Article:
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Is the Oracle Right About XOM?

Investors should follow America's favorite value investor into XOM

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Perhaps more importantly, Exxon is now finding that oil more cheaply than its rivals. According to data provided by Bloomberg, XOM spends about $19.27 to find a barrel of crude oil. That’s less than the $21.48 per-barrel at rival Chevron (CVX) and $22.66 for beleaguered BP (BP). With a plethora of new projects set to begin pumping out crude in 2015 and beyond, Exxon looks to continue minting plenty of cash.

And as we know, cash is music to Buffett’s ears.

XOM is a cash flow machine, and, despite its earnings drop, the energy firm still managed to make a staggering $7.87 billion or $1.79 per share in profits for the last quarter. Those hefty cash flows have continuously made their way back to shareholders via dividends and share buybacks. Exxon managed to hand out roughly $5.8 billion of that cash back to shareholders in the third quarter alone. And with a low payout ratio and a long history of dividend increases on its book, Buffett is setting himself up for long term at XOM.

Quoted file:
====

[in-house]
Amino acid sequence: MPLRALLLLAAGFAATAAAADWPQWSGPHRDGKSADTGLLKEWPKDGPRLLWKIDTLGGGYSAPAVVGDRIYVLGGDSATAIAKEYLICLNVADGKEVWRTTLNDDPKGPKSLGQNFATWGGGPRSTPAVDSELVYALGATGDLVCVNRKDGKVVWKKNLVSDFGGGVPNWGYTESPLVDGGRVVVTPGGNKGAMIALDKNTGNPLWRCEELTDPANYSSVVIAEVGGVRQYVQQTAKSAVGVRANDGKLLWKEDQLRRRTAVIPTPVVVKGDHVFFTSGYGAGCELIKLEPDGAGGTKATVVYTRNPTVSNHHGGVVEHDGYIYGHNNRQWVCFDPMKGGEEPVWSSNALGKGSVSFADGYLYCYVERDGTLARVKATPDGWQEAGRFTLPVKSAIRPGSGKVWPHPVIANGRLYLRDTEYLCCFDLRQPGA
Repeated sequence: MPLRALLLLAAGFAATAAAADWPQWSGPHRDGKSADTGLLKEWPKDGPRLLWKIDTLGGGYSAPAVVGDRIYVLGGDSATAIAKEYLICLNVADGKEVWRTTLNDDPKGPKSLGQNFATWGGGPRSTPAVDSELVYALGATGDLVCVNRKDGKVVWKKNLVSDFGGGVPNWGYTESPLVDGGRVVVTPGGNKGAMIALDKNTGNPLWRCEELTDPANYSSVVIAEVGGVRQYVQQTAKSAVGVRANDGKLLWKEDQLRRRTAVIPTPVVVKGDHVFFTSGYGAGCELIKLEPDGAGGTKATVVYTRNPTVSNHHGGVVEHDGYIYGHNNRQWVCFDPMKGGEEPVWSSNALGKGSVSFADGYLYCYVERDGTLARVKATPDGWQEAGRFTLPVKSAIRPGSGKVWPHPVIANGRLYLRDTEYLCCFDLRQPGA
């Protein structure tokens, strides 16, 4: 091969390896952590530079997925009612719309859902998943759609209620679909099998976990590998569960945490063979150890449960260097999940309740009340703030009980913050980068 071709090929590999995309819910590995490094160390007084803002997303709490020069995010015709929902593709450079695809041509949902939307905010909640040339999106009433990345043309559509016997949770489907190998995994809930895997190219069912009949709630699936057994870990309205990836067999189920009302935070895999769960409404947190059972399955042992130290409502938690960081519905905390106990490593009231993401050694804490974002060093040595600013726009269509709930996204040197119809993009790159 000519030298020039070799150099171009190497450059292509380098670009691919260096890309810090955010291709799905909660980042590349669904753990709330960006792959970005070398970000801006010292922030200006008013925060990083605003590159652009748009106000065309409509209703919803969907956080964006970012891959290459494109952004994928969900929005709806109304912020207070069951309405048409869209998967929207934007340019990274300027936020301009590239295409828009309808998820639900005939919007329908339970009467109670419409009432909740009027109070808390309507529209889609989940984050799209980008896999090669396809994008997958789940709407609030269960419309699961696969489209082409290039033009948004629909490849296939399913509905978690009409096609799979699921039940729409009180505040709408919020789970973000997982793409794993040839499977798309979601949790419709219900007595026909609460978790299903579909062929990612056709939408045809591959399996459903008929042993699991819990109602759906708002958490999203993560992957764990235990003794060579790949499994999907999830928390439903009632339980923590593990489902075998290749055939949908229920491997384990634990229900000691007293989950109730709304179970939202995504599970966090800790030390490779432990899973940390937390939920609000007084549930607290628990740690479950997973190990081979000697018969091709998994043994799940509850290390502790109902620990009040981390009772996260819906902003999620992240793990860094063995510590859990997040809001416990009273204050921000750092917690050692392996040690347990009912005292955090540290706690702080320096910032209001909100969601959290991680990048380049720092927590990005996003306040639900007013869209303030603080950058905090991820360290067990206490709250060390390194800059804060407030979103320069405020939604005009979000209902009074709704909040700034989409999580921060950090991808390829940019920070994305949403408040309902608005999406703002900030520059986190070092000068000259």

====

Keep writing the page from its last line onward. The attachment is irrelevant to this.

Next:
Meanwhile, he’s buying that cash on the cheap.

Exxon shares are tantalizing value based on various metrics. XOM currently trade at a forward P/E just north of 12 — roughly a 23% discount to the broad market’s forward multiple. The valuation is cheaper than many of its large integrated rivals and even cheaper when compared to U.S. shale-focused independent E&P firms like Southwestern Energy (SWN). Meanwhile, other metrics like price-to-book value and price-to-sales also tilt towards XOM’s favor.

Snagging Up XOM Shares

Exxon is truly is like a cheaply priced bond and is priced for success. So no surprise that Buffett took the plunge in a big way — XOM has all the hallmarks of a Berkshire holding. Ultimately, Buffett’s buy of XOM shows just how cheap shares have gotten over the last few quarters

For individual investors, that cheapness could mean it is time to add Exxon to a portfolio.

Following Buffett’s lead into Exxon makes a whole lot of sense. Over the long term, XOM’s history of dividends makes it a powerful portfolio ally. While it might not “explode” upwards like some smaller shale-focused firms, the firm will continue to pump out oil, dividends and cash flows years to come. That makes XOM an ideal buy & hold for any portfolio.

As of this writing, Aaron Levitt did not hold a position in any of the aforementioned securities.

Article printed from InvestorPlace Media,

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